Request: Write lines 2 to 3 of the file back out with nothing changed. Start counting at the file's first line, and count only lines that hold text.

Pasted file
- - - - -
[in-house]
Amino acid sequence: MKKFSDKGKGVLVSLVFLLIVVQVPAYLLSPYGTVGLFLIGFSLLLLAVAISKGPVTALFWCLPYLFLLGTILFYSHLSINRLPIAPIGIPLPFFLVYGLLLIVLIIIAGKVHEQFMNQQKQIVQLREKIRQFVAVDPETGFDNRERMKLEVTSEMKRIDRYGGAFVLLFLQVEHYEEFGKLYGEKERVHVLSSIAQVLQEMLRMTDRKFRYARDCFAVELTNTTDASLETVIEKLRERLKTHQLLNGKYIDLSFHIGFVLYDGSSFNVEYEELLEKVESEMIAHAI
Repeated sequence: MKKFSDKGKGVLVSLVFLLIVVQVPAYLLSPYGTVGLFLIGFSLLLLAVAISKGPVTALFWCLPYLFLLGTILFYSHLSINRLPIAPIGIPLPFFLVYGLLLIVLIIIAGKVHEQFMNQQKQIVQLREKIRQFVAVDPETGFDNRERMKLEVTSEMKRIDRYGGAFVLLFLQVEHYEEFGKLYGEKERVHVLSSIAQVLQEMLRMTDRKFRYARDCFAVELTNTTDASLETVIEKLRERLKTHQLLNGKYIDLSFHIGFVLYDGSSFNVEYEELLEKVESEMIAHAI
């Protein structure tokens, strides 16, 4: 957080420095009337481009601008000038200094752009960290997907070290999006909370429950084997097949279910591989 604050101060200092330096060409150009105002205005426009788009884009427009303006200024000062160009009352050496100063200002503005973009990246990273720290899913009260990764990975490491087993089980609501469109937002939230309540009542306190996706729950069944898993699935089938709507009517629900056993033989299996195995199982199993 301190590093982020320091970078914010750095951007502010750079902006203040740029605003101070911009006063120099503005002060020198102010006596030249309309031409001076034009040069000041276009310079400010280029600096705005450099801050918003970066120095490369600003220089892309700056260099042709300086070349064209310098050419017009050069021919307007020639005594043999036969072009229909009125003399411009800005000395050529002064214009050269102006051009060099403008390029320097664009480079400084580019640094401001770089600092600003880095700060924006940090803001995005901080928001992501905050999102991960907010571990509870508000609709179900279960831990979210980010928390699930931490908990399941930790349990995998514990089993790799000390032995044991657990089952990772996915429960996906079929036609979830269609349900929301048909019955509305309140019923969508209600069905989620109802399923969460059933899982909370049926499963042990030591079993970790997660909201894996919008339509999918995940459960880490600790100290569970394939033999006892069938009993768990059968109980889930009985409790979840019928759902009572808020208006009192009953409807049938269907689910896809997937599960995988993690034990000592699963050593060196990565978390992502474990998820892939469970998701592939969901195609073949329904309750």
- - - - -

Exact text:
Amino acid sequence: MKKFSDKGKGVLVSLVFLLIVVQVPAYLLSPYGTVGLFLIGFSLLLLAVAISKGPVTALFWCLPYLFLLGTILFYSHLSINRLPIAPIGIPLPFFLVYGLLLIVLIIIAGKVHEQFMNQQKQIVQLREKIRQFVAVDPETGFDNRERMKLEVTSEMKRIDRYGGAFVLLFLQVEHYEEFGKLYGEKERVHVLSSIAQVLQEMLRMTDRKFRYARDCFAVELTNTTDASLETVIEKLRERLKTHQLLNGKYIDLSFHIGFVLYDGSSFNVEYEELLEKVESEMIAHAI
Repeated sequence: MKKFSDKGKGVLVSLVFLLIVVQVPAYLLSPYGTVGLFLIGFSLLLLAVAISKGPVTALFWCLPYLFLLGTILFYSHLSINRLPIAPIGIPLPFFLVYGLLLIVLIIIAGKVHEQFMNQQKQIVQLREKIRQFVAVDPETGFDNRERMKLEVTSEMKRIDRYGGAFVLLFLQVEHYEEFGKLYGEKERVHVLSSIAQVLQEMLRMTDRKFRYARDCFAVELTNTTDASLETVIEKLRERLKTHQLLNGKYIDLSFHIGFVLYDGSSFNVEYEELLEKVESEMIAHAI